Summary of the breakout conversation “Afghanistan Beyond 2011: How do we get it right?” at the 2010 Annual Members’ Conference.
Clare Lockhart, Co-Founder and CEO, Institute for State Effectiveness
John Tien, Senior Director for Afghanistan and Pakistan, National Security Staff, Executive Office of the President, the White House
Moderated by Shuja Nawaz, Director, South Asia Center, Atlantic Council
This discussion focused on the U.S. and NATO strategy in Afghanistan and what steps need to be taken by international forces and by the Afghan Government in achieving success – a stable Afghanistan. While opinions vary on many aspects of the conflict in Afghanistan, a consensus does seem to exist that the solution to “getting it right” cannot consist purely of military force.
How does Afghanistan, under the leadership of President Hamid Karzai, get it right? In addition to building credible security forces, it will be essential to achieve political order – reaching agreement on the rules of the game and respecting the Constitution and consensus among social groups, internally, regionally, and globally, by addressing their real concerns. In addition, the government will need to determine how basic services to the Afghans, particularly in rural areas, can be delivered. Economic self-sufficiency will also drive Afghanistan towards stability and a framework for governance will be essential. That would include developing a framework of governance for the mineral wealth that the country sits on, looking beyond Karzai (who will be his successor?), and determining how other leading figures in Afghanistan, such as Dr. Abdullah Abdullah and Amrullah Saleh, who have weight and talent, can come together and form a team.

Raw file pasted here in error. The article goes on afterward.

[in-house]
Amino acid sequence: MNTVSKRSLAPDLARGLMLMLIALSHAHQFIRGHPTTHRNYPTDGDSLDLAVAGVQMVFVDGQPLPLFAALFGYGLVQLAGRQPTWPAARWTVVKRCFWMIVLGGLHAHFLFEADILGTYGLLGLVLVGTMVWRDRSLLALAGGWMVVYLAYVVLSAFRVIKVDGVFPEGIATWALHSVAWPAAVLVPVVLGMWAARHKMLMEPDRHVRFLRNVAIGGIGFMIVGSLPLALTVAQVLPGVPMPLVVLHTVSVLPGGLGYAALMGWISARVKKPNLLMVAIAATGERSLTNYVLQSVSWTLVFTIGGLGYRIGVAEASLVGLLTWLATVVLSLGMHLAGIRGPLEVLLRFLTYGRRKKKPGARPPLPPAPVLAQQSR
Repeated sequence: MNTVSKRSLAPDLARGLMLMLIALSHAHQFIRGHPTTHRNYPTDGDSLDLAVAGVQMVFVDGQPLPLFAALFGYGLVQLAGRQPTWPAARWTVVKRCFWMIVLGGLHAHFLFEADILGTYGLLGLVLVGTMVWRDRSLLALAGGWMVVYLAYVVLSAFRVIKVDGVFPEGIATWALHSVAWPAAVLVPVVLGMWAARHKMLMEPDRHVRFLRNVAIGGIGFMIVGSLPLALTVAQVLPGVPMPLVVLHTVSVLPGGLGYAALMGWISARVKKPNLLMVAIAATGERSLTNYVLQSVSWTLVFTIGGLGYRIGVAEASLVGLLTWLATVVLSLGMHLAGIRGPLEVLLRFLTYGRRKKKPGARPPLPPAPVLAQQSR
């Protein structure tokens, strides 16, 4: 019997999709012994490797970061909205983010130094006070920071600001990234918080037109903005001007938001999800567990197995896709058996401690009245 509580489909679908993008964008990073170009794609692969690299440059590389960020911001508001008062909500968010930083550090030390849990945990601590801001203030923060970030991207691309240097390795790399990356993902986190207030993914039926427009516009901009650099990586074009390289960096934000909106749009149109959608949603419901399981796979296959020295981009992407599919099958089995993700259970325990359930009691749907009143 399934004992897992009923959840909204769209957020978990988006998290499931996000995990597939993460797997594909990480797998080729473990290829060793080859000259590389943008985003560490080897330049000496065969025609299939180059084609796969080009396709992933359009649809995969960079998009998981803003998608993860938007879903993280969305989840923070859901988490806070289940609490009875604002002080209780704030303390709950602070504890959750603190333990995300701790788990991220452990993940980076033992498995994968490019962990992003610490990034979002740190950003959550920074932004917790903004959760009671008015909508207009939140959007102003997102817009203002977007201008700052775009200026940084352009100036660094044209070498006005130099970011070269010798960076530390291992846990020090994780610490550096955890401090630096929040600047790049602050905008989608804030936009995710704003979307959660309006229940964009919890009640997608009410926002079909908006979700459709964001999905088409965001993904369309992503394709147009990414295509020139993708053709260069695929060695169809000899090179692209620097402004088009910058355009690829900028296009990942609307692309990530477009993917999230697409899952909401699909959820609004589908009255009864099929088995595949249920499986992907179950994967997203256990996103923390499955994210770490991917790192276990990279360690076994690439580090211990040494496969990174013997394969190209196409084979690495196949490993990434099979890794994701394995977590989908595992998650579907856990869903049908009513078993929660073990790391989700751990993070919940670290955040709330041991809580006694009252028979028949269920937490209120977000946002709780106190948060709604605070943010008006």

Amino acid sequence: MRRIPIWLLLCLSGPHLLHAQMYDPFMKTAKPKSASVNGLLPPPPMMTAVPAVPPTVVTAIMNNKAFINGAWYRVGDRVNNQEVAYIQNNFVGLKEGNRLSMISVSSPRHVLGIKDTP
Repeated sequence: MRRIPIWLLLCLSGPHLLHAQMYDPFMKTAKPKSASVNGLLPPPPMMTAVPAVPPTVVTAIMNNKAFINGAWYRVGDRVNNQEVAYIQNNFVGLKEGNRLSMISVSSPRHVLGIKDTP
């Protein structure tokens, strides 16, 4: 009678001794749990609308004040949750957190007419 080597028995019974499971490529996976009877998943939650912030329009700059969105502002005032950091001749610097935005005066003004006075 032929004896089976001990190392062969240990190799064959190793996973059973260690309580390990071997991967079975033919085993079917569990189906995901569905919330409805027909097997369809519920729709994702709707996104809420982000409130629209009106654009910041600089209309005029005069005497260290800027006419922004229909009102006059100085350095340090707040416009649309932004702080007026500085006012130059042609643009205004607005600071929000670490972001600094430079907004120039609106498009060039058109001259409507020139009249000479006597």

It will also be important for the Afghan Government to determine how to devolve responsibility. Which function will be performed at what level? What is the capability of the Afghan civil service? (How many professional exist right now and what is needed?) What are the needs within the education system? (Currently there is only $35 million allocated for education in all of Afghanistan.)
The U.S. Government faces an increasingly skeptical Congress and domestic public, and continues to seek an end state that involves reduced manpower and resources from the United States. While many similarities exist between Afghanistan and Iraq, including the leadership of General Patraeus earlier this year, the challenge has been difficult in Afghanistan, with global security forces facing resistance from President Karzai. The U.S. will not back off, but will need to be realistic. In addition, Europe’s perception of the war, which differs from the US, is also an important consideration for the success of short and long term efforts in the country and region.
-Summary by Shikha Bhatnagar, Associate Director, South Asia Center
This session was held under Atlantic Council Rules, defined by President and CEO Frederick Kempe as “Chatham House Rules with military enforcement.”